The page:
W3C home > Mailing lists > Public > public-html@w3.org > May 2009

Re: "Outline" algorithm (document length and complexity)

From: Robert O'Callahan <robert@ocallahan.org>
Date: Wed, 27 May 2009 10:04:26 +1200
Message-ID: <11e306600905261504x5eaca5dci4d371ad591998759@mail.gmail.com>
To: Larry Masinter <masinter@adobe.com>
Cc: HTML WG <public-html@w3.org>
On Wed, May 27, 2009 at 3:10 AM, Larry Masinter <masinter@adobe.com> wrote:

> The document is currently over 930 pages when printed
> "letter" size. The first complaint I get from implementors
> wanting to review the specification is that it is
> unreviewable: too long, to complex,


I agree it's unfortunately long and complex, but I think that's because what
it describes (the behaviour of HTML) is large and complex. As an implementor
I'm actually amazed by how concisely some extremely complex behaviours have
been described. It would be great if the spec was shorter, but I see no
reason to believe it can be made significantly shorter without sacrificing
completeness (or reducing its scope).

too difficult to
> review individual sections,
>

Identifying common concepts and reusing them across the spec is one of the
spec's great contributions. If you only want to read one section it may be
an impediment, but if you read (or implement) the whole thing, it's a great
boon.

too difficult to find
> the definition of terms, or where things are used.


Most terms link to their definitions, and right-clicking on the term shows
you where it's used. This is much better than most other specs I've seen.

My calling out this section was part of the review of the
> use of pseudo-code algorithmic specifications. It is
> well known that it is difficult to verify whether an
> algorithm produces expected results, and even more
> difficult to determine whether two algorithms produce
> equivalent results, which someone wishing to test
> conformance would have to do.


Verifying that your code matches the spec's algorithm can be relatively easy
if you're able to have your code closely resemble the spec's algorithm.
Otherwise, verifying that your code matches the spec's algorithm and
verifying that your code satisfies certain declarative properties are about
the same level of difficulty, and verifying that the spec's algorithm
satisfies certain declarative properties is a bit easier.

Expressing normative
> requirements in terms of sets of constraints which the
> results of the implementation must satisfy is far
> preferable from the point of view of validation,
> testing, and document review.


It can be, if the set of constraints is smaller than the definition of the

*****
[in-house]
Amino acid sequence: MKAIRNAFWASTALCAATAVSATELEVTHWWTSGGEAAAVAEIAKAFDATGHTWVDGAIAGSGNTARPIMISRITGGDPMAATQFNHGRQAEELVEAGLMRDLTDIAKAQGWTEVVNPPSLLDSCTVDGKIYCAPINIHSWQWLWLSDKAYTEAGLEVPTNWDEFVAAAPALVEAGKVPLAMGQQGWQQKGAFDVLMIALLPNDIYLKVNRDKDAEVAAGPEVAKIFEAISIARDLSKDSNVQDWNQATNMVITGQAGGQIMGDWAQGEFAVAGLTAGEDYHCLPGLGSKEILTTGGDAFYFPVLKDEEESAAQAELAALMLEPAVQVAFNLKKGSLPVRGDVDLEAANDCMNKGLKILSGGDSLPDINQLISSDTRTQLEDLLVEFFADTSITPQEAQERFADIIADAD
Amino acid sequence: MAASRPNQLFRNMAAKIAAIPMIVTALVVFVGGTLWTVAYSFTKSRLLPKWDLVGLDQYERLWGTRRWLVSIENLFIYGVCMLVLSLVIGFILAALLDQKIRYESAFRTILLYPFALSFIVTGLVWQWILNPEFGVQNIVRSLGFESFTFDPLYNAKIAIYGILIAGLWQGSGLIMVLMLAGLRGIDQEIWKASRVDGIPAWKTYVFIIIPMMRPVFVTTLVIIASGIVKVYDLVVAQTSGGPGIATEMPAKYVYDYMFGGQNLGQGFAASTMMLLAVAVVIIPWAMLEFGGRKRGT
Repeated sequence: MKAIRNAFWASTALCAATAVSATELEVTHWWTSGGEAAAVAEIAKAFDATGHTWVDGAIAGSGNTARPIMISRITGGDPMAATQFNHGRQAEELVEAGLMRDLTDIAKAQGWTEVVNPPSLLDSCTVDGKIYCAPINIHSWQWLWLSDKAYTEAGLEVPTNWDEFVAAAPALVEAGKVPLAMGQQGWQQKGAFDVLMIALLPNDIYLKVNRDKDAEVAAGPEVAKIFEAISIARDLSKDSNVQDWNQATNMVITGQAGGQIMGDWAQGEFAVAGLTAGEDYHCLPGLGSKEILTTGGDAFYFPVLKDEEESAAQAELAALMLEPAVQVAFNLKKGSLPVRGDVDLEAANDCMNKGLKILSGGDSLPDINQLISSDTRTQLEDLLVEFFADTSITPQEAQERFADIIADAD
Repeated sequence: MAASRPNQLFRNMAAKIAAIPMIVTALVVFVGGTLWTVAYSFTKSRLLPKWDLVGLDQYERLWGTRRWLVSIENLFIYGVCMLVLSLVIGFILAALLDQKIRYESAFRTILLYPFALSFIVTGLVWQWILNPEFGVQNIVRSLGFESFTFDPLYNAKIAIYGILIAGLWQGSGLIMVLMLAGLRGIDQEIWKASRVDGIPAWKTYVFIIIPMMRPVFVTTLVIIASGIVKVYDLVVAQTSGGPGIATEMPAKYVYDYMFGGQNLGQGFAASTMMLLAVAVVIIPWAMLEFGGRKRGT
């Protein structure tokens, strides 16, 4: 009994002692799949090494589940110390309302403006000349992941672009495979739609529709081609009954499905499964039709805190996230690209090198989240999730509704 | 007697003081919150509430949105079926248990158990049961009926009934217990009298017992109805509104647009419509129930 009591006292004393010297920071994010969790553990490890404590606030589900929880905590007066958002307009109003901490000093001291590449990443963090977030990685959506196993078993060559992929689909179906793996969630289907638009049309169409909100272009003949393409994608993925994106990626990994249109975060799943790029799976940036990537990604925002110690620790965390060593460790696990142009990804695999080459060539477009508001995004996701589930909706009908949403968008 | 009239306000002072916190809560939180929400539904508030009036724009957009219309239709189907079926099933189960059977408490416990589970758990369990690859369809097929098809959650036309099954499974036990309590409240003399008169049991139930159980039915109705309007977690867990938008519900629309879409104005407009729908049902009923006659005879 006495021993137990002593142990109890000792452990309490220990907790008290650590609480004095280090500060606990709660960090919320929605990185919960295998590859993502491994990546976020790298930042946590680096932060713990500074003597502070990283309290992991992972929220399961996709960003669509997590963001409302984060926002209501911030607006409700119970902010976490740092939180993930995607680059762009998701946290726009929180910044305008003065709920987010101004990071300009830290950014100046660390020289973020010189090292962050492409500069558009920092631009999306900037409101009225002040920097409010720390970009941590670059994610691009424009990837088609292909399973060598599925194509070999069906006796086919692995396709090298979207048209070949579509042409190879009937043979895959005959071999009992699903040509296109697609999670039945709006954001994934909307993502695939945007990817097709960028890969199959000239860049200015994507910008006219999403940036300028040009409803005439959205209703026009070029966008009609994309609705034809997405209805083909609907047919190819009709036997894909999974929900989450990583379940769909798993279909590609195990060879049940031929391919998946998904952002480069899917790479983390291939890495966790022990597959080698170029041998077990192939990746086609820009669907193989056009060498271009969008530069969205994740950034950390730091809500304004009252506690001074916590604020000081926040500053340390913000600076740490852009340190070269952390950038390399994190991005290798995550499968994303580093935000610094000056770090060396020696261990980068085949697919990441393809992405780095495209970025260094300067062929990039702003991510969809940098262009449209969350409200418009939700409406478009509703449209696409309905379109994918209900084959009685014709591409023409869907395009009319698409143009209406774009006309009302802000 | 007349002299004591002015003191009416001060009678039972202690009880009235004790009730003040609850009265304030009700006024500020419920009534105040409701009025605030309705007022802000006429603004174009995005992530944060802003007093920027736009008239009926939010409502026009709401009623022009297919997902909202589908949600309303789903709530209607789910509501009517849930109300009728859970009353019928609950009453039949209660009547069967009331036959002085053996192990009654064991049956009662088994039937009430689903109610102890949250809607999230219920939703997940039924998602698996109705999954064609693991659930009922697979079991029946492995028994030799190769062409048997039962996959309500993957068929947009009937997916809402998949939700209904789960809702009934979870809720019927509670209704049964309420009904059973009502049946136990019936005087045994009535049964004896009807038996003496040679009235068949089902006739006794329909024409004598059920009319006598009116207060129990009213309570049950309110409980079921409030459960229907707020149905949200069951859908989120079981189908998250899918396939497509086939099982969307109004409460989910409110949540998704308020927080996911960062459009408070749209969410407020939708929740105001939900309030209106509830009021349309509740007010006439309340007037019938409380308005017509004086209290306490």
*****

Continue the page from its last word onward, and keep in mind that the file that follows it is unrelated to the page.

algorithm. In other situations declarative constraints can equivalent, e.g.
if you end up just describing an algorithm using declarative constraints, or
even worse, if they describe an algorithm in an obscure way. For example,
even in programming language theory, where there is an abundance of
mathematical sophistication, you see a lot of use of operational semantics
and even definitional interpreters.

I think it would be great if we could identify more concise and declarative
ways to write parts of the specification that don't sacrifice completeness
or precision. For example, I've argued with Ian that the storage mutex can
be eliminated in favour of a general serializability requirement. But you
can't just assume that there must be a better way to do it across the board
and therefore the current text is a big mistake.

I actually think that in some places, where important declarative properties
emerge from an algorithm in the spec in a subtle way, the spec should state
both the properties and the algorithm. That would make it clear that a
violation of the properties is a bug in the spec, not a behaviour loophole
that should be implemented or exploited. That would make the spec even
longer, but again, the spec should be as short as possible and no shorter.

Rob
-- 
"He was pierced for our transgressions, he was crushed for our iniquities;
the punishment that brought us peace was upon him, and by his wounds we are
healed. We all, like sheep, have gone astray, each of us has turned to his
own way; and the LORD has laid on him the iniquity of us all." [Isaiah
53:5-6]
Received on Tuesday, 26 May 2009 22:05:01 UTC

This archive was generated by hypermail 2.3.1 : Monday, 29 September 2014 09:39:03 UTC